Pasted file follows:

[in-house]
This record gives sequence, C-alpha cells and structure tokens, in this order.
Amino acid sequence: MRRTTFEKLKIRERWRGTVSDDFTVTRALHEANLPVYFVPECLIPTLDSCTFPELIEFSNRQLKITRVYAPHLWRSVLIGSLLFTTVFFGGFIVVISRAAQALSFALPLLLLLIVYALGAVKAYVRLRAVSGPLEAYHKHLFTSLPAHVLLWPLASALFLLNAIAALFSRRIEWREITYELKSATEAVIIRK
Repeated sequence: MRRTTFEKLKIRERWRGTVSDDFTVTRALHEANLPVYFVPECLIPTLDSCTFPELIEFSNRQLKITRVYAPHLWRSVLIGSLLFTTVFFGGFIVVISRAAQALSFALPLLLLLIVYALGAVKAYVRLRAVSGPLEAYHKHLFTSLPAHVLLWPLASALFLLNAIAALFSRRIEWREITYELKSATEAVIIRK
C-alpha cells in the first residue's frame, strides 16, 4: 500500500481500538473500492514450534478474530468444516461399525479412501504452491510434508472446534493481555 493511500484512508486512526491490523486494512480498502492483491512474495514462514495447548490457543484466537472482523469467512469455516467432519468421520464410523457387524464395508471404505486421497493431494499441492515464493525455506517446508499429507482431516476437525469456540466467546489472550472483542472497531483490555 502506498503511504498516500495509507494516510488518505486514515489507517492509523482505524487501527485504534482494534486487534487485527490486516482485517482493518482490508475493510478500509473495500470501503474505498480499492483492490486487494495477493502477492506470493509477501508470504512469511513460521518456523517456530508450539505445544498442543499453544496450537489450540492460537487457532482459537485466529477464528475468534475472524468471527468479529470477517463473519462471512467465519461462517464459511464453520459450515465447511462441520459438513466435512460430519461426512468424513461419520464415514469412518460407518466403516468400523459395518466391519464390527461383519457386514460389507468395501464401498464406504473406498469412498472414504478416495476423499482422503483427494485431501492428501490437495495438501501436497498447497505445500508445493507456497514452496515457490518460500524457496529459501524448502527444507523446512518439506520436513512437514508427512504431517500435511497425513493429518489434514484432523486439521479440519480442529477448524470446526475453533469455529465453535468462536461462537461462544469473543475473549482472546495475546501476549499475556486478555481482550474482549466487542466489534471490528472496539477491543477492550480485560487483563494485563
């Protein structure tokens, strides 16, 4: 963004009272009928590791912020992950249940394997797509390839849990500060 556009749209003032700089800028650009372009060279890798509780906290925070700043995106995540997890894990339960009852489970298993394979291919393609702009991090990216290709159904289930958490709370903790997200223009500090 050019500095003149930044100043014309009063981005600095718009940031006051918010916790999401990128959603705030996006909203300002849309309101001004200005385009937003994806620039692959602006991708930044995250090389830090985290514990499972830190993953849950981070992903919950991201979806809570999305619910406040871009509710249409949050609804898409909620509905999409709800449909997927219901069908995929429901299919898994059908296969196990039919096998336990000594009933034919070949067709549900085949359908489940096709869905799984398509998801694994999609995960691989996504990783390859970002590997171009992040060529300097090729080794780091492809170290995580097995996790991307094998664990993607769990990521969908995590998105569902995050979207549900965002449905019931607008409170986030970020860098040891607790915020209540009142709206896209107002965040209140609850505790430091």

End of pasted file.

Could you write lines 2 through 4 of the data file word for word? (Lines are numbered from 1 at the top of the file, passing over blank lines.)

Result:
This record gives sequence, C-alpha cells and structure tokens, in this order.
Amino acid sequence: MRRTTFEKLKIRERWRGTVSDDFTVTRALHEANLPVYFVPECLIPTLDSCTFPELIEFSNRQLKITRVYAPHLWRSVLIGSLLFTTVFFGGFIVVISRAAQALSFALPLLLLLIVYALGAVKAYVRLRAVSGPLEAYHKHLFTSLPAHVLLWPLASALFLLNAIAALFSRRIEWREITYELKSATEAVIIRK
Repeated sequence: MRRTTFEKLKIRERWRGTVSDDFTVTRALHEANLPVYFVPECLIPTLDSCTFPELIEFSNRQLKITRVYAPHLWRSVLIGSLLFTTVFFGGFIVVISRAAQALSFALPLLLLLIVYALGAVKAYVRLRAVSGPLEAYHKHLFTSLPAHVLLWPLASALFLLNAIAALFSRRIEWREITYELKSATEAVIIRK